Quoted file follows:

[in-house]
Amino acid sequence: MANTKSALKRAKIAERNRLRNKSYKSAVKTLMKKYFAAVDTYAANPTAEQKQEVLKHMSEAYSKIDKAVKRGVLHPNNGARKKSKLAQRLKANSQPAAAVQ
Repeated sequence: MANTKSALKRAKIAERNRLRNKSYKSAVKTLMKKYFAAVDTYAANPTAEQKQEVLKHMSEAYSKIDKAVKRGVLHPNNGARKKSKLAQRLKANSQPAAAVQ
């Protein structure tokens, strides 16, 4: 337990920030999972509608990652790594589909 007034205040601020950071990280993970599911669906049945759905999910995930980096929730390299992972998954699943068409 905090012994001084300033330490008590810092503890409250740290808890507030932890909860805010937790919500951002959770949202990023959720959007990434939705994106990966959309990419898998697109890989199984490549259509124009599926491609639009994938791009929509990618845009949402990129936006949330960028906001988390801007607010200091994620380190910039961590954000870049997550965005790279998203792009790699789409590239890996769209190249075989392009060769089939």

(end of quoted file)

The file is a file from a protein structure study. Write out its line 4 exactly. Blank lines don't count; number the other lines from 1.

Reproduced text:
């Protein structure tokens, strides 16, 4: 337990920030999972509608990652790594589909 007034205040601020950071990280993970599911669906049945759905999910995930980096929730390299992972998954699943068409 905090012994001084300033330490008590810092503890409250740290808890507030932890909860805010937790919500951002959770949202990023959720959007990434939705994106990966959309990419898998697109890989199984490549259509124009599926491609639009994938791009929509990618845009949402990129936006949330960028906001988390801007607010200091994620380190910039961590954000870049997550965005790279998203792009790699789409590239890996769209190249075989392009060769089939």